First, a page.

HOW would it seem, I wonder,

If the meadow near and far

Had never a buttercup,

And never a daisy star?

Never a sweet, wild violet,

And never a primrose gay?

Only the grasses needful

For making the useful bay?

If in the still, green forest

There wasn't a wild song-bird;

If robin and thrush and wren

Nobody ever heard;

If all was for simple use,

Nothing for beauty or joy—

Oh! How weary were life

Without some pleasant alloy!

But nature teaches us ever

A lesson that's far more sweet.

See how the crimson poppies

Follow the golden wheat!

Wheat for the bread of the world,

Poppies for beauty alone;

Wheat and poppies together

In every age and zone.

Always the morning-glories

Cling to the cotton plant,

While over the snowy harvest

Thrushes and blackbirds chant..

The strength of the forest trees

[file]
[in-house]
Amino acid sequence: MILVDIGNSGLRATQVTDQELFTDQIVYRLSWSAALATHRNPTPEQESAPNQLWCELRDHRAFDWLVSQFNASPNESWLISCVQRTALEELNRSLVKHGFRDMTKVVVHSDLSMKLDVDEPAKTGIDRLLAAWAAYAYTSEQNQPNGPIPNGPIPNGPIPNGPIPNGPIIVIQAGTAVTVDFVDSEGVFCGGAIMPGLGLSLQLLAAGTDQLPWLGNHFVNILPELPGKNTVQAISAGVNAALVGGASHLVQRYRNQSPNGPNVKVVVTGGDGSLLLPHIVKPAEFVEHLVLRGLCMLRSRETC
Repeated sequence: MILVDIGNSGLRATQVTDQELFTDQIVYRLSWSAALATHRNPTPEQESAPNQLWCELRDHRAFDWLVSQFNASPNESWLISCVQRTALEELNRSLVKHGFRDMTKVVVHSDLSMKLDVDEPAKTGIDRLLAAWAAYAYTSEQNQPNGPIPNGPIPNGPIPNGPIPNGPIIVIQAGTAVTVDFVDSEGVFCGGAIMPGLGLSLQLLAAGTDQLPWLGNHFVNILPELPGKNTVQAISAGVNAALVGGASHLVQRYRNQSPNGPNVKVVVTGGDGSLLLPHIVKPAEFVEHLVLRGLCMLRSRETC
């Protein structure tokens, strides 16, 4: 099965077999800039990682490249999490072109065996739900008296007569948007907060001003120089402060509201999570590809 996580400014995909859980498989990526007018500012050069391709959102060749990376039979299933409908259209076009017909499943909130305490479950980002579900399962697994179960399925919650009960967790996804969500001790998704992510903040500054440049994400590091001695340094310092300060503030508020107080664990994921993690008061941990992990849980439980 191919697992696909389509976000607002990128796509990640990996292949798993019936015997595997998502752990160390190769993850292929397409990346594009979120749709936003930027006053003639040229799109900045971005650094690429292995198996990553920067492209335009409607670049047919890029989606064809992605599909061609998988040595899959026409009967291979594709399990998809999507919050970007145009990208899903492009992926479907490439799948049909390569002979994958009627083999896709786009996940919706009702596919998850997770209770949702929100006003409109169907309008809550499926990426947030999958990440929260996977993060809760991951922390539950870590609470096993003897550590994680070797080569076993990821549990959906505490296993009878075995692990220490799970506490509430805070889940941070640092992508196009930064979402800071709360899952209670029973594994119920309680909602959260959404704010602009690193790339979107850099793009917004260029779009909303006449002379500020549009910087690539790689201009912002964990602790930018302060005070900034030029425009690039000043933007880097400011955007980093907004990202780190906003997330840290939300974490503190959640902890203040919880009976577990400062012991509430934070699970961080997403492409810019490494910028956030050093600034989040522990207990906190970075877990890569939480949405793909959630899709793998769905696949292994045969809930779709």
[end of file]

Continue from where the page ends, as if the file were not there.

To the duties of life belong;

But their cool, green palaces

Are for the wild bird's song.

Take to thy heart the lesson,

Man with the downcast eyes!

Many an innocent joy

Bright in thy pathway lies.

Still let thy daily labor

Beauty and pleasure greet,

Just as the idle poppy

Brightens the fields of wheat.

Just as the morning-glories

Climb up the cotton plant,

Just as the birds when building

Unto their labor chant;

The stress of thy daily labor

With beauty and love renew;

Busily toil in the wheat field,

But gather the poppies too.



Lillie R. Barr.